Two weeks ago the telephone rang and Leopoldo Gout introduced himself as the executive in charge of production of a project. He told me they were making a documentary about Belle Glade in Florida, written, produced and with commentary spoken by a well known writer. The writer, he said, had seen my photographs of Newburgh and wanted to use them in his film. He was born and brought up in Newburgh and Newburgh is not unlike Belle Glade in many respects. They would also like me to photograph the writer.
"May I ask who the writer is?"
The shoot took place in Newburgh where Mr. Patterson was filming some street scenes to intercut with the main narrative in Belle Glade. The weather on the day of the shoot had began fine, but by eleven, when they wanted me to take Mr. Patterson's picture, it was raining and snowing.
I had already decided on a foul weather location. I had called Dan Brown, the proprietor of The Wherehouse, the popular pub on Liberty Street. In his back room he has a window facing north of the size that gives exactly the crisp light I like. I knew it of old, having done some pictures of Newburgh citizens there last summer.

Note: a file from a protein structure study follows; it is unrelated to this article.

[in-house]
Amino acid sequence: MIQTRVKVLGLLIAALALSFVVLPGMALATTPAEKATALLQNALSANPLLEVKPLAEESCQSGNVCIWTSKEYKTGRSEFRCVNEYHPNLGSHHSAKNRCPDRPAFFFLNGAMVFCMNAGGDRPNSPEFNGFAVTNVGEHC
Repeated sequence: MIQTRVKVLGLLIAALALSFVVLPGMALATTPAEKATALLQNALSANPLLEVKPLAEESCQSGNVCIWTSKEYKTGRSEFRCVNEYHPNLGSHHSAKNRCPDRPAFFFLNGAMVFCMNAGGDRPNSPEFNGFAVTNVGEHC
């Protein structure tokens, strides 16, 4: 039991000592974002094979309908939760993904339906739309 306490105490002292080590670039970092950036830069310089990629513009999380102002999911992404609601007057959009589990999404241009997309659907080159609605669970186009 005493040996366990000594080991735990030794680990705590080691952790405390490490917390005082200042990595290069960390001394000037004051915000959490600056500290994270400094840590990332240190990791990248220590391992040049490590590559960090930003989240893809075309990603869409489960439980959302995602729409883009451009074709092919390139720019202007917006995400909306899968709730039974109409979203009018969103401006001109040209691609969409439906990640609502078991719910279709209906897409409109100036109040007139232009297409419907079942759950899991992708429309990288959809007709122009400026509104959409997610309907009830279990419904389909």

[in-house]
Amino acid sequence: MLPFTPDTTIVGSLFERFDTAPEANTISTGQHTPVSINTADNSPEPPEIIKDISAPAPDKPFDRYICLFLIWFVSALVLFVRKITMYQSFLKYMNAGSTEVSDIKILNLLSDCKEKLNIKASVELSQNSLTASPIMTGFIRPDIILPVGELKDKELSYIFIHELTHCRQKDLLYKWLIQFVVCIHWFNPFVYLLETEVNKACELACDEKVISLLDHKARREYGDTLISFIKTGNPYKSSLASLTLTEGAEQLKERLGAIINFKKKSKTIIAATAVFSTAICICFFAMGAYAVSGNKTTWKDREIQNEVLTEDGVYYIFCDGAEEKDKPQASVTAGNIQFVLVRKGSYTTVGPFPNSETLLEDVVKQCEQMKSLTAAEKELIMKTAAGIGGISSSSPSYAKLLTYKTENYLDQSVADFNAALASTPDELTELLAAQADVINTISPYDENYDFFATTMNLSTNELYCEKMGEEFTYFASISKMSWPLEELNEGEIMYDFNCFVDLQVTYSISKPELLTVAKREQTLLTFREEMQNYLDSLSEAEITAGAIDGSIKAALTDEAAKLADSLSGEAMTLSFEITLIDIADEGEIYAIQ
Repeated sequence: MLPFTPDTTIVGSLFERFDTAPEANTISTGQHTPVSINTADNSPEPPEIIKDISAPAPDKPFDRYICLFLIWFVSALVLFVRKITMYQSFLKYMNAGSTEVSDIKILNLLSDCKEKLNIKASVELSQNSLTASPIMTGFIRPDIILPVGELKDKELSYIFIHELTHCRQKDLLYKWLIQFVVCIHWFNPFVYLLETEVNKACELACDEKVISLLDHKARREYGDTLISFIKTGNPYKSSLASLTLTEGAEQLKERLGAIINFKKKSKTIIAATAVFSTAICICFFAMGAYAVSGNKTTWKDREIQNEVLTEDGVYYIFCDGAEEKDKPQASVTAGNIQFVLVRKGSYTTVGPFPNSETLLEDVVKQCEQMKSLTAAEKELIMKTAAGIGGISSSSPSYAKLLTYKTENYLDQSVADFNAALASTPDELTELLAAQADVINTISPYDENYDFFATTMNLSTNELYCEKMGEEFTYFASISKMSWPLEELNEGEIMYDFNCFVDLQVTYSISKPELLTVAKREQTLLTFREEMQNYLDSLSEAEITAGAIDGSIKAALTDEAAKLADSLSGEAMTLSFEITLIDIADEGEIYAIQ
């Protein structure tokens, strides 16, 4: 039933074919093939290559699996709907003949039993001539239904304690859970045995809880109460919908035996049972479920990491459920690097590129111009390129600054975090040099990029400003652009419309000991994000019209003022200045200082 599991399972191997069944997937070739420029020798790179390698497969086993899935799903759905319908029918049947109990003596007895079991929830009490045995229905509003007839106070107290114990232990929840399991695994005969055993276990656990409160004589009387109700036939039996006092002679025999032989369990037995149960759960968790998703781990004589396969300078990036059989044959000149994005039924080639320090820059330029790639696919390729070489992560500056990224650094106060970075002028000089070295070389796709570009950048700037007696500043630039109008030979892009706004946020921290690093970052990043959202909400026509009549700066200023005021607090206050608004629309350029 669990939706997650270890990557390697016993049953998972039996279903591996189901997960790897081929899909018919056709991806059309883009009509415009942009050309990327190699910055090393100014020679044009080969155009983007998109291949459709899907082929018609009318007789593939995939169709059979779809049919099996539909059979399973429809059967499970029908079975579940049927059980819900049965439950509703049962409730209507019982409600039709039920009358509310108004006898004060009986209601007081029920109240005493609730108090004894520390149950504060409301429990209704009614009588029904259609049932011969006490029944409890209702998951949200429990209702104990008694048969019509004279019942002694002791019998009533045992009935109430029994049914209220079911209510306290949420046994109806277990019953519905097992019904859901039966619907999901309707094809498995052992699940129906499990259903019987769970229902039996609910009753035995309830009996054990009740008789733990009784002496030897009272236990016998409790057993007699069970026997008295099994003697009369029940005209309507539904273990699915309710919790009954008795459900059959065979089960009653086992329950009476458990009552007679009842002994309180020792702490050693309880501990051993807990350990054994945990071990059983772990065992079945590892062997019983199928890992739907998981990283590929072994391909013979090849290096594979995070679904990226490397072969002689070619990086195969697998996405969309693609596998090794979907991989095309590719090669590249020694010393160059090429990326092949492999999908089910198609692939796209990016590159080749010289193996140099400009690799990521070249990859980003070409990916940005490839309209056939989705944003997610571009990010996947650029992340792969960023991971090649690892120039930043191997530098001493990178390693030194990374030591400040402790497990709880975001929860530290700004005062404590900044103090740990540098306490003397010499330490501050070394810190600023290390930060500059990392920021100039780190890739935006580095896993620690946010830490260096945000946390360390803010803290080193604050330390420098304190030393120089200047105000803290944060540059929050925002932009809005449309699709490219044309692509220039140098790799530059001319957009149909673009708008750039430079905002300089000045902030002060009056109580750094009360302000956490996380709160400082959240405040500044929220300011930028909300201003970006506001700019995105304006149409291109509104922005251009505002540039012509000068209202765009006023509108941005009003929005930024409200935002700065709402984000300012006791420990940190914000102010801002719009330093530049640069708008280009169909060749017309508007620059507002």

Lunch on the river—mist and ice covered—at Cena 2000. James, his wife Susan and six film crew. Three very smartly dressed forty-year-old women were the only other guests. James asked me about my career.
"Mostly magazines doing portraits of artist and writers. Now I sell the prints to collectors." I replied.
I told him that many photographers I knew did advertising work also, and that I had tried but had not got on well. "You know what it was—you were in it once."
He said, "I've been clean for twenty years."